Science fiction is great. It gives us the opportunity to use our imaginations to project the potential paths (and consequences) of our ambitious scientific desires, and provides a creatively liberating landscape in which we can build a new world or culture. However, science fiction isn’t fantasy. In fantasy, you’re given the freedom to create any type of world you can imagine, oftentimes from scratch.
Though the lines are blurry, science fiction typically tries to stay grounded in some type of realism; these are plots that, hypothetically, could happen. If they couldn’t happen, the genre tries to accurately convey what would happen if it did.
Sci-Fi Tropes in Film and TV
Science fiction is a strong genre in TV and film, with plenty of examples of excellence. But unfortunately, many times, entries in the genre fall flat due to falling for generic tropes that undermine the realism of the story, or have become repetitive and predictable clichés.
These are five of the most egregious offenders:
- Nobody seems to have an emergency plan. Anybody in the modern world will tell you that emergency plans are must-haves. Whether you’re a data specialist protecting servers’ worth of information or a small business owner just trying to prepare for the worst, without an emergency plan, you’re asking for trouble. So if these modern-day, average people all realize why an emergency plan is so important, why do so many futuristic corporations and organizations seem to fail at putting one together? From Weyland-Yutani to Blue Sun, none of these organizations (good or evil) seems to have the redundancy plans or proper procedures in place to deal with an impending catastrophe.
- AI is remarkably humanoid. With only a few exceptions, artificial intelligence (AI) systems in movies tend to be unrealistically humanoid. When it comes to robots, or guidance systems like HAL 9000, these human-like systems are basically human—for all intents and purposes—except with some monotonous or otherwise mechanical voice. In reality, an AI able to mimic human patterns of cognition would likely display thoughts and express ideas in ways that seem foreign or alien to us. And as a side note, it’s unlikely that they would come up with schemes for nefarious purposes, the way so many AI systems tend to.
- Complex theoretical constructs become cheap plot devices. Centuries of scientific advancements have led us to some profound and downright creepy discoveries about the way our universe works, from quantum entanglement to black holes. These concepts are extremely complex, counterintuitive, and in many cases, have yet to be directly observed. So why is it that so many shows and movies leverage these complex constructs as cheap plot devices? Black holes and wormholes are frequently used as explanations for time travel or faster-than light travel, and quantum weirdness is used as a justification for practically anything.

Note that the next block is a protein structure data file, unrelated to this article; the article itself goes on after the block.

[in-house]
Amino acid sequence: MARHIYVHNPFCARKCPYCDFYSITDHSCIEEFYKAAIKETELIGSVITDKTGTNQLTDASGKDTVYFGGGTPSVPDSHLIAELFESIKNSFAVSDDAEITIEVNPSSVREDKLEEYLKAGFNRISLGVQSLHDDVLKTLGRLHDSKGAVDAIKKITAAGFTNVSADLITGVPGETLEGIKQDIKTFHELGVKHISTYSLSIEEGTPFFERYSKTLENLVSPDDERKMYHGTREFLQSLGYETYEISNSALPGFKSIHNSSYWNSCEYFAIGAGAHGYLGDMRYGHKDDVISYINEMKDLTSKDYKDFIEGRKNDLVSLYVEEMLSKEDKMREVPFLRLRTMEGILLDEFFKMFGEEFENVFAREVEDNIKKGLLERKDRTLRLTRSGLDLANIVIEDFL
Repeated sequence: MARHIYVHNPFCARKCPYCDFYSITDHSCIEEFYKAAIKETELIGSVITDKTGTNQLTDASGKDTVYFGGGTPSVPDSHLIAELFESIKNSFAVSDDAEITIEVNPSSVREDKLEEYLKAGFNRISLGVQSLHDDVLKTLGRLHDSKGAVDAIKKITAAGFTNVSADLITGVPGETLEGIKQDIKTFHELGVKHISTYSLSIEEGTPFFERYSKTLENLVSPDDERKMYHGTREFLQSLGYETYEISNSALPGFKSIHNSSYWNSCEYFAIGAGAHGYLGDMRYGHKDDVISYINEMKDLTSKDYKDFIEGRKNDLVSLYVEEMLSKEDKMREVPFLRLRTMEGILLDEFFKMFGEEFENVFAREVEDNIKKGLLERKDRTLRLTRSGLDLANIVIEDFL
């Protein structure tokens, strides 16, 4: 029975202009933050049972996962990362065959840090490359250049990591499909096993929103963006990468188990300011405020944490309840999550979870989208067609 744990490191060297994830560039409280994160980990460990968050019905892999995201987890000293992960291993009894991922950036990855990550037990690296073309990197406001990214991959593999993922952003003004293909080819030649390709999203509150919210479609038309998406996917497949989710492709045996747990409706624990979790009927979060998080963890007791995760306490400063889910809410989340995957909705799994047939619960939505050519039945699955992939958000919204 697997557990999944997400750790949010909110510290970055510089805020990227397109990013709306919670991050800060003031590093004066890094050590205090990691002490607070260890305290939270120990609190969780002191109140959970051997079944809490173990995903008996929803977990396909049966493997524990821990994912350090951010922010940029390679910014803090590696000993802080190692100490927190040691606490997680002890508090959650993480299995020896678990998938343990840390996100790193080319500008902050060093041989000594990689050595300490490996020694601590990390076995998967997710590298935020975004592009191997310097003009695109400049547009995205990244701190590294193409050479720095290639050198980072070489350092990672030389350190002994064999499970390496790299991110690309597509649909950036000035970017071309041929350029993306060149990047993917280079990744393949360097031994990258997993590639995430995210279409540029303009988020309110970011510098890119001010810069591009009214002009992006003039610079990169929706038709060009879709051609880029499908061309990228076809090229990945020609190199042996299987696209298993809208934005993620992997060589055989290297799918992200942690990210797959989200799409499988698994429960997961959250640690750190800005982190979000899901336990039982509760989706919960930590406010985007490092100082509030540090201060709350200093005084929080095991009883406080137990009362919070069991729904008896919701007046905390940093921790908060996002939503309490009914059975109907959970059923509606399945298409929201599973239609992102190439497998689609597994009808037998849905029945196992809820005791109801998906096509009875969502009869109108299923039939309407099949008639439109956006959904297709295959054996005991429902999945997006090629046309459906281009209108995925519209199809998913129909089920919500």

- Alien life resembles that of Earth. Again, we have anthropic bias worming its way into our sci-fi stories. We tend to view other complex systems, even ones foreign to us, as exhibiting human-like tendencies. As a result, many of our sci-fi stories involving extraterrestrial life tend to portray that life as remarkably similar to our own. Aliens are basically human, with only a few quirks differentiating them, such as pointy ears or green skin. In reality, alien life would probably be so far removed from our conception of life that it would almost be unrecognizable.
- The distant future is a lot like the present. Oftentimes, in movies and shows that attempt to project the distant future—we’re talking thousands of years here—you’ll notice the cities and people sharing a lot in common with today’s society. They might have flying cars, or their cities might be a little more developed, but these narratives fail to take our potential imagination for these landscapes to the “next level.”
These tropes don’t necessarily “ruin” the story, and if you look hard enough, you can find examples of both popular and critically acclaimed movies and shows that have found success, despite using some of these tropes in their narratives. Still, they compromise what would otherwise be considered a realistic or original plot, and hold back the genre from being taken more seriously.